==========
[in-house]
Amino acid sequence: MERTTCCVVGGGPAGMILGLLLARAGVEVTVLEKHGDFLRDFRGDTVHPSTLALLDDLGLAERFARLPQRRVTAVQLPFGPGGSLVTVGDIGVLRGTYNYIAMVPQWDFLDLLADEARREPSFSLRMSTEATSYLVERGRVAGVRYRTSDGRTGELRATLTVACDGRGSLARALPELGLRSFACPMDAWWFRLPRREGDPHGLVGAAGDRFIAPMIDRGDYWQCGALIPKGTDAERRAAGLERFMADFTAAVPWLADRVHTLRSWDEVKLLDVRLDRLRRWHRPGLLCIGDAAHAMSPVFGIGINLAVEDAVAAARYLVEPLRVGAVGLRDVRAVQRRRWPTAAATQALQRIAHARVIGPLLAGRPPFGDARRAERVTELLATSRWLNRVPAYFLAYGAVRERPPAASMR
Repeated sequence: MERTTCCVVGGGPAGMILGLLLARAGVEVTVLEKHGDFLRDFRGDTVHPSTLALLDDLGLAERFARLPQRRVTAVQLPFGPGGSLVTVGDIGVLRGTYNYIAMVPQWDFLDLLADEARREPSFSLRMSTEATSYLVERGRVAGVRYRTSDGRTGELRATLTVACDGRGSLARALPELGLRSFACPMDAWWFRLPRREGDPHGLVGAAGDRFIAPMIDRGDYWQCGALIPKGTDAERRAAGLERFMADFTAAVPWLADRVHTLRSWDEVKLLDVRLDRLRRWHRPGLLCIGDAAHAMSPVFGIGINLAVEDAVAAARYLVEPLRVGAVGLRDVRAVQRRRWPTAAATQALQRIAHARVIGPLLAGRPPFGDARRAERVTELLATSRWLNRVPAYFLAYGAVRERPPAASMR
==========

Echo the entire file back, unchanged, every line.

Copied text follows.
[in-house]
Amino acid sequence: MERTTCCVVGGGPAGMILGLLLARAGVEVTVLEKHGDFLRDFRGDTVHPSTLALLDDLGLAERFARLPQRRVTAVQLPFGPGGSLVTVGDIGVLRGTYNYIAMVPQWDFLDLLADEARREPSFSLRMSTEATSYLVERGRVAGVRYRTSDGRTGELRATLTVACDGRGSLARALPELGLRSFACPMDAWWFRLPRREGDPHGLVGAAGDRFIAPMIDRGDYWQCGALIPKGTDAERRAAGLERFMADFTAAVPWLADRVHTLRSWDEVKLLDVRLDRLRRWHRPGLLCIGDAAHAMSPVFGIGINLAVEDAVAAARYLVEPLRVGAVGLRDVRAVQRRRWPTAAATQALQRIAHARVIGPLLAGRPPFGDARRAERVTELLATSRWLNRVPAYFLAYGAVRERPPAASMR
Repeated sequence: MERTTCCVVGGGPAGMILGLLLARAGVEVTVLEKHGDFLRDFRGDTVHPSTLALLDDLGLAERFARLPQRRVTAVQLPFGPGGSLVTVGDIGVLRGTYNYIAMVPQWDFLDLLADEARREPSFSLRMSTEATSYLVERGRVAGVRYRTSDGRTGELRATLTVACDGRGSLARALPELGLRSFACPMDAWWFRLPRREGDPHGLVGAAGDRFIAPMIDRGDYWQCGALIPKGTDAERRAAGLERFMADFTAAVPWLADRVHTLRSWDEVKLLDVRLDRLRRWHRPGLLCIGDAAHAMSPVFGIGINLAVEDAVAAARYLVEPLRVGAVGLRDVRAVQRRRWPTAAATQALQRIAHARVIGPLLAGRPPFGDARRAERVTELLATSRWLNRVPAYFLAYGAVRERPPAASMR